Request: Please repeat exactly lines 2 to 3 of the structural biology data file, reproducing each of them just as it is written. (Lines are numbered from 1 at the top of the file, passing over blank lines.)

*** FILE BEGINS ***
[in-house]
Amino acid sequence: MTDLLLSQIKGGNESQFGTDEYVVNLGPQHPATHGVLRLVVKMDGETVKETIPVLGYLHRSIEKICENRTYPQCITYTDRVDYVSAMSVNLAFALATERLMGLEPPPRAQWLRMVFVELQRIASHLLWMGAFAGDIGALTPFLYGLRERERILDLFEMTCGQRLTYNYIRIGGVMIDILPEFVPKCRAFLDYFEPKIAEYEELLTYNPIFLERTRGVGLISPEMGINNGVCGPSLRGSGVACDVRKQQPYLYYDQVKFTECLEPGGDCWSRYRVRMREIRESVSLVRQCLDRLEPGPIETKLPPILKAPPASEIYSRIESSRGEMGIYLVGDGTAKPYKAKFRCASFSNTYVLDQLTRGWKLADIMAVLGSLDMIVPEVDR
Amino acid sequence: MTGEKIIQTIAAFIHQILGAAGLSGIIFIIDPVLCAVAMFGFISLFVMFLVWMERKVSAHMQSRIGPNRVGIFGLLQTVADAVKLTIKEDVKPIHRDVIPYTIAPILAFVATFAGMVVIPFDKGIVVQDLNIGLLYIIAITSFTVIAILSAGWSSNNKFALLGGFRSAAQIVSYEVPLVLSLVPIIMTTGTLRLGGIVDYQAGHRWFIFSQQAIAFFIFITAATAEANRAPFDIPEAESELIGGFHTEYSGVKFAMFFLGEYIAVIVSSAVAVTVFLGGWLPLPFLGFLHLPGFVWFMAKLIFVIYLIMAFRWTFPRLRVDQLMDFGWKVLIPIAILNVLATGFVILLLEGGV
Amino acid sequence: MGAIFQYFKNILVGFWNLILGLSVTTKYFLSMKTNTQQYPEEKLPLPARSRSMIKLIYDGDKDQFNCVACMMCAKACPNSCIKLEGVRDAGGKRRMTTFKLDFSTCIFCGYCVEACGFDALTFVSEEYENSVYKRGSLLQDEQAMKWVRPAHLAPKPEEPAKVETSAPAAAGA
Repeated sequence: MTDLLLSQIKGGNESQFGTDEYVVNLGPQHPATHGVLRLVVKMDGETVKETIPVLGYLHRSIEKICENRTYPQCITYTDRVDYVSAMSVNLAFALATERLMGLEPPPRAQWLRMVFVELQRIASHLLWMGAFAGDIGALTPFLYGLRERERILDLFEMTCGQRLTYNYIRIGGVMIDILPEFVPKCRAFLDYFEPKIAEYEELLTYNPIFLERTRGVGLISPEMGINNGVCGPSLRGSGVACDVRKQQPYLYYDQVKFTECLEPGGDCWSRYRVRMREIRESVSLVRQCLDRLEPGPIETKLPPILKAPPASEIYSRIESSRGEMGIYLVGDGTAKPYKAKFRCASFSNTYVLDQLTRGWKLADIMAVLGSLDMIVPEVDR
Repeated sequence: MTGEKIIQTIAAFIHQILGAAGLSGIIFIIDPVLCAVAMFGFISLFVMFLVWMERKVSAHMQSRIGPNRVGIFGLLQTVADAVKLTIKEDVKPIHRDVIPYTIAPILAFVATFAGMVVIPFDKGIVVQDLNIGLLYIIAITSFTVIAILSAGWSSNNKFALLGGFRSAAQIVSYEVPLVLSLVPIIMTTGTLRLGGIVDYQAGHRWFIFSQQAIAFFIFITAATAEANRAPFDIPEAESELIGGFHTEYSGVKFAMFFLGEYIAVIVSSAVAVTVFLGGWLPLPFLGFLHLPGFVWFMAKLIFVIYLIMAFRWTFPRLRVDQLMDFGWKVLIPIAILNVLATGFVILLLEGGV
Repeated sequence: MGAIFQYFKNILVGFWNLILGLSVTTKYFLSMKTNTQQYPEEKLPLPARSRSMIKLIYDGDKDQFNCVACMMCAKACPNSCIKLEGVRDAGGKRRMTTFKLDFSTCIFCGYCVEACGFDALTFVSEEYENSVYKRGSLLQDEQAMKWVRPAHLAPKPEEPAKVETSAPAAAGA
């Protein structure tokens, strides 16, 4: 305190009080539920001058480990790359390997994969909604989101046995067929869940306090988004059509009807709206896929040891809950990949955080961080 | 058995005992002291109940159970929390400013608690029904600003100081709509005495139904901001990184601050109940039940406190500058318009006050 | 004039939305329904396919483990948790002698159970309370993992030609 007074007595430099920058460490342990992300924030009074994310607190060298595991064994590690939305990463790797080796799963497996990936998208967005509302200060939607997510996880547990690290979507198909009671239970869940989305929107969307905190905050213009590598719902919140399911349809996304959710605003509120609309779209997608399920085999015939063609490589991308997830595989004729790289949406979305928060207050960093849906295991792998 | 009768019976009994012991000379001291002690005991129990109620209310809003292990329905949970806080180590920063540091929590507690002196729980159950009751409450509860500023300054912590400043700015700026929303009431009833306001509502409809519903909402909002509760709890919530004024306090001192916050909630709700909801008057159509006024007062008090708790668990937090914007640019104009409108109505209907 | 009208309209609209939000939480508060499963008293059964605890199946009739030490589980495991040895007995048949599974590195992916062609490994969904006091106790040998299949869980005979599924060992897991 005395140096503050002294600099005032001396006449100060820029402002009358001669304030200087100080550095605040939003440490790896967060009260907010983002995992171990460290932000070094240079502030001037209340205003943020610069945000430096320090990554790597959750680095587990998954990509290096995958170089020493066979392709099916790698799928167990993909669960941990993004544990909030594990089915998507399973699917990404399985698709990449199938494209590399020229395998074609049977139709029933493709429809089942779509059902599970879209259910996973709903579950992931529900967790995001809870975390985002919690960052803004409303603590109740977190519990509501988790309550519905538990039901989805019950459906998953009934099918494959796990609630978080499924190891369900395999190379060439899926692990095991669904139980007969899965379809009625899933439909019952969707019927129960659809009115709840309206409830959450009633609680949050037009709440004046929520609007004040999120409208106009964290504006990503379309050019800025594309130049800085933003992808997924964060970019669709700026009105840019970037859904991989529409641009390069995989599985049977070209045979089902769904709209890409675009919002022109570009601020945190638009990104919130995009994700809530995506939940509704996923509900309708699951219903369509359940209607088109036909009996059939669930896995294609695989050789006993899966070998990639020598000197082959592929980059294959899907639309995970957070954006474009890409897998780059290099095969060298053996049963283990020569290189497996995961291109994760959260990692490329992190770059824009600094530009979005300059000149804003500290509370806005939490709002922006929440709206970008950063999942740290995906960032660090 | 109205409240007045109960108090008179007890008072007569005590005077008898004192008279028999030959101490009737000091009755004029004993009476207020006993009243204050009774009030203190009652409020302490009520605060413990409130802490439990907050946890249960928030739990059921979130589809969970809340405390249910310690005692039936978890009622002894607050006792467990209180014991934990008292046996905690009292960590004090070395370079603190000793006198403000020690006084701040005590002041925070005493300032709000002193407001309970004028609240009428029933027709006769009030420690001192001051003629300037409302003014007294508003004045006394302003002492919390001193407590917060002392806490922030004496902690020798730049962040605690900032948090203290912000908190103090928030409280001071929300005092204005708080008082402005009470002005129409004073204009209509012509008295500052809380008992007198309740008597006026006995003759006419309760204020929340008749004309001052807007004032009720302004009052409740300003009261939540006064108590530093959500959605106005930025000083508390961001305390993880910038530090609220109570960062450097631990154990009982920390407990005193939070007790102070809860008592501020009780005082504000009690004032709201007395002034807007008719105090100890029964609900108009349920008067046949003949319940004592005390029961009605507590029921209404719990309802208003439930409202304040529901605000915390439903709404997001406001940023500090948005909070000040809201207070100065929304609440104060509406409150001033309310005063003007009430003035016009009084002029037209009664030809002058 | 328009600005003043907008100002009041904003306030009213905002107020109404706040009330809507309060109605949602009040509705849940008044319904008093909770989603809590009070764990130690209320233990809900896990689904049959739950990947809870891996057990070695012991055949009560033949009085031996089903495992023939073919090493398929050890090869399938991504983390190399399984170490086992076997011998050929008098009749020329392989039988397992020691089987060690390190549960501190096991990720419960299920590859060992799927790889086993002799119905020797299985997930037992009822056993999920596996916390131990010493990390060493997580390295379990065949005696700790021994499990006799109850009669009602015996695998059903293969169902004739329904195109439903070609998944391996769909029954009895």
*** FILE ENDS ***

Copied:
Amino acid sequence: MTDLLLSQIKGGNESQFGTDEYVVNLGPQHPATHGVLRLVVKMDGETVKETIPVLGYLHRSIEKICENRTYPQCITYTDRVDYVSAMSVNLAFALATERLMGLEPPPRAQWLRMVFVELQRIASHLLWMGAFAGDIGALTPFLYGLRERERILDLFEMTCGQRLTYNYIRIGGVMIDILPEFVPKCRAFLDYFEPKIAEYEELLTYNPIFLERTRGVGLISPEMGINNGVCGPSLRGSGVACDVRKQQPYLYYDQVKFTECLEPGGDCWSRYRVRMREIRESVSLVRQCLDRLEPGPIETKLPPILKAPPASEIYSRIESSRGEMGIYLVGDGTAKPYKAKFRCASFSNTYVLDQLTRGWKLADIMAVLGSLDMIVPEVDR
Amino acid sequence: MTGEKIIQTIAAFIHQILGAAGLSGIIFIIDPVLCAVAMFGFISLFVMFLVWMERKVSAHMQSRIGPNRVGIFGLLQTVADAVKLTIKEDVKPIHRDVIPYTIAPILAFVATFAGMVVIPFDKGIVVQDLNIGLLYIIAITSFTVIAILSAGWSSNNKFALLGGFRSAAQIVSYEVPLVLSLVPIIMTTGTLRLGGIVDYQAGHRWFIFSQQAIAFFIFITAATAEANRAPFDIPEAESELIGGFHTEYSGVKFAMFFLGEYIAVIVSSAVAVTVFLGGWLPLPFLGFLHLPGFVWFMAKLIFVIYLIMAFRWTFPRLRVDQLMDFGWKVLIPIAILNVLATGFVILLLEGGV